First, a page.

Tuesday, September 18, 2007

SNP defy calls for openness as Deputy First Minister supports continued secrecy over radioactive water contamination details

Its not all good news that's coming out of our new Scottish Government as the Sunday Herald reveals the SNP's Deputy leader and Cabinet Secretary for Health & Wellbeing, Nicola Sturgeon, has supported the previous orders of the Labour/LibDem Scottish Executive to legally challenge the disclosure of information relating to radioactive water contamination in Dumfries & Galloway - a case which is now to be heard in the English House of Lords.

How odd the public are being denied a right to know of a major problem in this case .. why could that be ? perhaps the Nuclear industry have gone knocking on the door of our new Scottish Government reminding them of their place ? or just another case of Westminster orders must be obeyed ... and are it seems ...

You can read more about this story over at the FOI web log here : Sturgeon defends NHS in leukaemia case

Apologies for the lack of updates this week, staff have been on holiday.

The Sunday Herald reports :


Robin Harper on secrecy

THESE ARE exciting times indeed; a newly shaped parliament breathing (some) fresh air into Scottish politics and a media and policy community getting excited at the new opportunities and progressive mood in the country.

How strange then, that the new deputy first minister and Cabinet secretary for health and wellbeing, Nicola Sturgeon, should back legal action against our own information commissioner and support action in the House of Lords to overrule a Scottish court.

Yes, it's true, but I still can't fathom it. Greens have sought information about the number of childhood leukaemia cases by census ward since the inception of the freedom of information law. The NHS refused to comply. Greens appealed to the Scottish information commissioner who then ordered the NHS to release the information, in a form that would not identify individuals. The NHS again refused, and appealed to the Scottish courts. The NHS lost the appeal. The court of session ordered the release of the information as it posed no risk to data protection or patient confidentiality. The NHS is now appealing to the House of Lords, and inexplicably, has the support of Sturgeon.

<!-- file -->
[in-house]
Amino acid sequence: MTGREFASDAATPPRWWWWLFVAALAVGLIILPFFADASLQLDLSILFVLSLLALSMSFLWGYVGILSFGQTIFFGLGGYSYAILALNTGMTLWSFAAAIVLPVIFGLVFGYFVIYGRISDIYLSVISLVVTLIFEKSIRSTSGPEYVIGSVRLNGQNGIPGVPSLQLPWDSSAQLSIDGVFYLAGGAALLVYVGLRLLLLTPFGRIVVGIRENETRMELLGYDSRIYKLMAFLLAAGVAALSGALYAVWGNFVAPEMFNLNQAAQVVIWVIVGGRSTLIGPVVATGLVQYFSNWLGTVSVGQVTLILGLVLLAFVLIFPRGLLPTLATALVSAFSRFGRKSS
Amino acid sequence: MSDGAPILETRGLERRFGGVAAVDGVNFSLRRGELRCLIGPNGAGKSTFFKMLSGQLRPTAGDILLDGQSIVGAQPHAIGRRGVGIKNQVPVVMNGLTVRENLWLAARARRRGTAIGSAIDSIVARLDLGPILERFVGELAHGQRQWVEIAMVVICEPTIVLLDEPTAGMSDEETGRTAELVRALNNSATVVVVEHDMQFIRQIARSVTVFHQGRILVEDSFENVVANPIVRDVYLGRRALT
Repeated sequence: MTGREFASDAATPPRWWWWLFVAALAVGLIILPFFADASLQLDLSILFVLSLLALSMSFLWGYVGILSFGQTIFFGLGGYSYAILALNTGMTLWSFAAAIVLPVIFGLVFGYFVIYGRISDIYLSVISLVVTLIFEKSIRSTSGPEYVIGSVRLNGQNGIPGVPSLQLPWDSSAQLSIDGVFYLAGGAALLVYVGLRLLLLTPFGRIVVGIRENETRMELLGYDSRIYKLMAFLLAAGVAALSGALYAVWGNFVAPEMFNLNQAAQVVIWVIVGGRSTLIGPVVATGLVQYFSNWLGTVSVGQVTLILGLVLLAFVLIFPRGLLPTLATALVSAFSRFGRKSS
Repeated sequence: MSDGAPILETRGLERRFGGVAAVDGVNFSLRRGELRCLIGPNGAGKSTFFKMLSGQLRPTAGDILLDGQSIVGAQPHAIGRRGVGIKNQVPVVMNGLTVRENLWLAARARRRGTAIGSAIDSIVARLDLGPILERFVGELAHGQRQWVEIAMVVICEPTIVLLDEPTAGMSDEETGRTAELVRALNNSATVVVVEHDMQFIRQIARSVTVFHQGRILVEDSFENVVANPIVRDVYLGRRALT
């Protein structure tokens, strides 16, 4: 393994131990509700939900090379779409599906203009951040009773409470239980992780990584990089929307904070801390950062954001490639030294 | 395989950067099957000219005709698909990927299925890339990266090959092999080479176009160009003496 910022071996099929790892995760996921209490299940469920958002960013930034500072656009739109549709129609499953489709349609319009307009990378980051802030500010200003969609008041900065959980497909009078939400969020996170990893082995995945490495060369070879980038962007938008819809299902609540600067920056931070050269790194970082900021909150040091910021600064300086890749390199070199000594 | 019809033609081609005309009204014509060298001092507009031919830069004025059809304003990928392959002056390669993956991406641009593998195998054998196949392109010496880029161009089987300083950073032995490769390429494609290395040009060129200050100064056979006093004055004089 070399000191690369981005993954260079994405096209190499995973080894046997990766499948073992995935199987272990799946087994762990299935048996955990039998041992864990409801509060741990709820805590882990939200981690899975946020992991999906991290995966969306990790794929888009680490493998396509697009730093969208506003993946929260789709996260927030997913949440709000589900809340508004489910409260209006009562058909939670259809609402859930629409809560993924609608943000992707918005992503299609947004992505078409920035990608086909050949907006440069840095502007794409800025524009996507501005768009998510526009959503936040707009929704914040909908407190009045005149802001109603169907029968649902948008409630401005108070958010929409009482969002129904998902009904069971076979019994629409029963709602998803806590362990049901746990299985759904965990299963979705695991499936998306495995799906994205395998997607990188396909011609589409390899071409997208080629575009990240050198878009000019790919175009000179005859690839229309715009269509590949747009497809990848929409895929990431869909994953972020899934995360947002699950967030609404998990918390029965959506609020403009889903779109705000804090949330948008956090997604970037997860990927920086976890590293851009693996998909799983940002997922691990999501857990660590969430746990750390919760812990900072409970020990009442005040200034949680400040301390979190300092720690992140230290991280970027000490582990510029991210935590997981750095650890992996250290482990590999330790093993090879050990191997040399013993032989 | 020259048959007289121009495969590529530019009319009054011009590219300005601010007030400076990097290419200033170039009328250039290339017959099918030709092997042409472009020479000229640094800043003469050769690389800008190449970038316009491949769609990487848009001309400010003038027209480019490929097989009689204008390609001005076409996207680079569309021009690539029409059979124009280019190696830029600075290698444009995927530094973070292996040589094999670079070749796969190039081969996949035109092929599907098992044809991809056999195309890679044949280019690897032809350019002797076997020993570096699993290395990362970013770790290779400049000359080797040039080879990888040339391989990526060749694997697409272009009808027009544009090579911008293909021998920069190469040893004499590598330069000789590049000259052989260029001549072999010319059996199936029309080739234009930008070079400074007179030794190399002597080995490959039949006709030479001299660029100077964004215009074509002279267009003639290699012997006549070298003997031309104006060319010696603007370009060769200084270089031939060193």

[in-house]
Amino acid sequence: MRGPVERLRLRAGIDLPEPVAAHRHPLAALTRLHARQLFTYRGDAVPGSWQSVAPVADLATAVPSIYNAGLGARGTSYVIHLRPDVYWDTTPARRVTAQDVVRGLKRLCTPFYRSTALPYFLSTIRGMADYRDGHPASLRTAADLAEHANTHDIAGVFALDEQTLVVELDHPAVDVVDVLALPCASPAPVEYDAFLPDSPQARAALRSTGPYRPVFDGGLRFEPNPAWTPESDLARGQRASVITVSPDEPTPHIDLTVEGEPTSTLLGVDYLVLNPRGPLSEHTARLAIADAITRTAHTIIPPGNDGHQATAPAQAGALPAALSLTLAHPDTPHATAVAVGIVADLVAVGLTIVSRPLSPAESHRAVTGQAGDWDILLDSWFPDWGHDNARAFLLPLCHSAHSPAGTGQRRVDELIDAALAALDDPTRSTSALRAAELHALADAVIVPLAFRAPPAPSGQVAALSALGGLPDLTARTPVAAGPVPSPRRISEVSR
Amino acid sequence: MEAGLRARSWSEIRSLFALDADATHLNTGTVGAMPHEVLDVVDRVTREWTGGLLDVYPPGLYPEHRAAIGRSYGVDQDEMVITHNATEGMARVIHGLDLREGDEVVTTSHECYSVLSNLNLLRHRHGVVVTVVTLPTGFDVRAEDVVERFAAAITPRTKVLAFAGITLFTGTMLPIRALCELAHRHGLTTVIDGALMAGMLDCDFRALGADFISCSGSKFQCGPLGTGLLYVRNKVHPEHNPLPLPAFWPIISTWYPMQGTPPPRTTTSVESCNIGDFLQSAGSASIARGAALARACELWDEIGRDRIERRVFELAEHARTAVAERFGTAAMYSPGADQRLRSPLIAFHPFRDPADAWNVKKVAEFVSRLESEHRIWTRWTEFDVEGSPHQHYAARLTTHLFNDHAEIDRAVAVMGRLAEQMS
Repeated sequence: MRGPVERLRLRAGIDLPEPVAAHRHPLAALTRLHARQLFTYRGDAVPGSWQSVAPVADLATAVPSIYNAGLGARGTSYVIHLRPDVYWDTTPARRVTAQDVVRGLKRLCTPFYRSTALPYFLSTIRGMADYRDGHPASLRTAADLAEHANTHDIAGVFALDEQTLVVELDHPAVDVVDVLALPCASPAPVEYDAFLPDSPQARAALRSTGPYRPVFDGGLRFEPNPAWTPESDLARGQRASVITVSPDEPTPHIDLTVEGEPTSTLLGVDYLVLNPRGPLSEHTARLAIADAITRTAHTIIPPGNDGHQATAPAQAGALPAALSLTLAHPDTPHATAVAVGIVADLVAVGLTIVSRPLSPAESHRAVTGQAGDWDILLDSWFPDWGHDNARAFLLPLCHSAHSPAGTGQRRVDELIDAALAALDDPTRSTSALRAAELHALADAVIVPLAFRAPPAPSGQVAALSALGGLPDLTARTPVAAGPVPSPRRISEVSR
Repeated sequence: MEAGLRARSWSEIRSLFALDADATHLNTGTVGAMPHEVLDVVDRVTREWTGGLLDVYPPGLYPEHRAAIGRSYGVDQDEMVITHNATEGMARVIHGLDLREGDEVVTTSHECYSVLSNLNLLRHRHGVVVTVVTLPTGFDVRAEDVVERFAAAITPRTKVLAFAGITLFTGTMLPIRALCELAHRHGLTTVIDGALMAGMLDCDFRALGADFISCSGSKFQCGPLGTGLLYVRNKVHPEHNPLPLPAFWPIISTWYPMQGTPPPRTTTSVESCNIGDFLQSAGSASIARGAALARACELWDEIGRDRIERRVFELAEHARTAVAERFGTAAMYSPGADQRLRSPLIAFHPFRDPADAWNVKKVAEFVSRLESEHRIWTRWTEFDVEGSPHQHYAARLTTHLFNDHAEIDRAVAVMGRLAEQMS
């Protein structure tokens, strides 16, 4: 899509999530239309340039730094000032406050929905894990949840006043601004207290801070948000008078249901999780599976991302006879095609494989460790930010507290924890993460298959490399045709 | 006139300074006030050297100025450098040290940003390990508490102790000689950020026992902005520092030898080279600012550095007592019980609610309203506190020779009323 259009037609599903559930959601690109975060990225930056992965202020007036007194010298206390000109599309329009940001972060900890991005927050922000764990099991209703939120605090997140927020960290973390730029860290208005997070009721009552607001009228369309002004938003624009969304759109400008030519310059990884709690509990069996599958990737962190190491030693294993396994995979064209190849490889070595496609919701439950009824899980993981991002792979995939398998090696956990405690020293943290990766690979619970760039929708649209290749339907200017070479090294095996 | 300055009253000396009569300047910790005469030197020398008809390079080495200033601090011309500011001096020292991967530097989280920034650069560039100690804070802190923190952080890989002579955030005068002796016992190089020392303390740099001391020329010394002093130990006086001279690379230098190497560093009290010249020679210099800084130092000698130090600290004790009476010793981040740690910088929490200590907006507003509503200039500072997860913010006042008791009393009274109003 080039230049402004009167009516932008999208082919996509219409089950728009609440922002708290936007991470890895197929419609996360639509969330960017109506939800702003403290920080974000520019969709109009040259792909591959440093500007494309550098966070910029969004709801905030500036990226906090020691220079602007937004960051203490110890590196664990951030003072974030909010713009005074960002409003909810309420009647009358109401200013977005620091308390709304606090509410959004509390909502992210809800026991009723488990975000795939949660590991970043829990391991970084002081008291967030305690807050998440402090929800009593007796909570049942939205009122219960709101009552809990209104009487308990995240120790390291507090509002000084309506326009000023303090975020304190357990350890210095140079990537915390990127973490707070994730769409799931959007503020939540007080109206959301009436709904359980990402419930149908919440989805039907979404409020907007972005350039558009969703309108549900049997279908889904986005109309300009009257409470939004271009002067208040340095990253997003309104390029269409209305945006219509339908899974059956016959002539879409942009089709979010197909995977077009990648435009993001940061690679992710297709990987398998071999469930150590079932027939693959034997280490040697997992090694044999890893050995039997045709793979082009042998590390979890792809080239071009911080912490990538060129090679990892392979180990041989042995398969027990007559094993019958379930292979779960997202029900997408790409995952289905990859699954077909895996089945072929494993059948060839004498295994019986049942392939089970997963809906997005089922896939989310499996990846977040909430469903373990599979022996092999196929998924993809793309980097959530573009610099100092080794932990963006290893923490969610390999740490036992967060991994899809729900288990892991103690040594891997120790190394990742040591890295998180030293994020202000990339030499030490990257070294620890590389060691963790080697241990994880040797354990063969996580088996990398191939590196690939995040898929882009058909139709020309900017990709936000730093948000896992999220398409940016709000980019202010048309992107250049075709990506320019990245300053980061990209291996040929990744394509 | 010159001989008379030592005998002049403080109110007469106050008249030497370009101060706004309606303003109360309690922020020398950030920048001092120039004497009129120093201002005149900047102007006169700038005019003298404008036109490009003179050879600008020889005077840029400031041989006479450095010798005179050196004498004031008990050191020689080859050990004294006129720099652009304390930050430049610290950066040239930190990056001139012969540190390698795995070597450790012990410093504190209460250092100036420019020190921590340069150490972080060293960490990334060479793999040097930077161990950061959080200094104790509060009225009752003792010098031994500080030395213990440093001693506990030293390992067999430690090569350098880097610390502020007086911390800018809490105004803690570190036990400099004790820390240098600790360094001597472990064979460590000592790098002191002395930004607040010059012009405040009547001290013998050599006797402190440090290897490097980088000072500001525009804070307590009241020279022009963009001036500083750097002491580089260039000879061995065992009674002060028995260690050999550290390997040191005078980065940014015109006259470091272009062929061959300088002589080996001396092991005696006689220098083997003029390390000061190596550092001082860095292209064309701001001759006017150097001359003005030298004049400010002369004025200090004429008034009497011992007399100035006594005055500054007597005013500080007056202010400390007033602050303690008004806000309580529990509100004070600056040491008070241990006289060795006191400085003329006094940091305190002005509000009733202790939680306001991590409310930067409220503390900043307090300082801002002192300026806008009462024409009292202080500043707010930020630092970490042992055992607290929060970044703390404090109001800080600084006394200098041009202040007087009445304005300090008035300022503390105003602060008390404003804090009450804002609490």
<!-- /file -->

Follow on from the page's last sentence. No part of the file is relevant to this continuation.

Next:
In a letter to me, the deputy first minister accepts the view that "Barnardisation" (named after statistician George Barnard), the statistical method of protecting individual confidentiality proposed by the Scottish information commissioner, is "not appropriate in this case". No reason is given, despite the system being a standard and accepted practice. I am faced with only an assertion, with no reasoning or argument. If she cares to approach the information commissioner or examine the findings in court, she would know this position is simply not true.

Her advice to the Greens is to meet the NHS to talk about it. Fine, but you have to ask what purpose this would serve other than to simply divert attention. If they aren't going to listen to the courts or independent commissioners, I doubt very much whether they'll simply hand over the information after a nice chat.

To give the Cabinet secretary some credit, she and her advisers have probably had their hands full with waiting lists and hospital closures, and have probably not given this issue much thought. It's time they did.

Health information is important for communities to access when considering health issues in their areas, especially the poorest communities who tend to live in the worst environments, with multiple development impacts on their quality of life. This is what environmental justice is all about. It was in vogue with Jack McConnell but then drifted off when it became obvious that policies like third party rights of appeal in the planning system would have to be put in place to give communities an equal say.

Sturgeon and the SNP have a chance to show Scotland, especially its poorest communities, that they will stand up for them and make sure they can find out the effect of certain developments on their health should they need to do so.

The case of NHS versus the Scottish information commissioner (and incidentally backed by the UK commissioner, who has responsibility for data protection) is to be heard in April in the House of Lords. It will be sad to see our health secretary backing secrecy, and even sadder that hundreds of thousands of pounds of taxpayers' money will be wasted trying to maintain secrecy and denying the public the right to know.

Robin Harper is co-convener of the Scottish Green Party and their speaker on education

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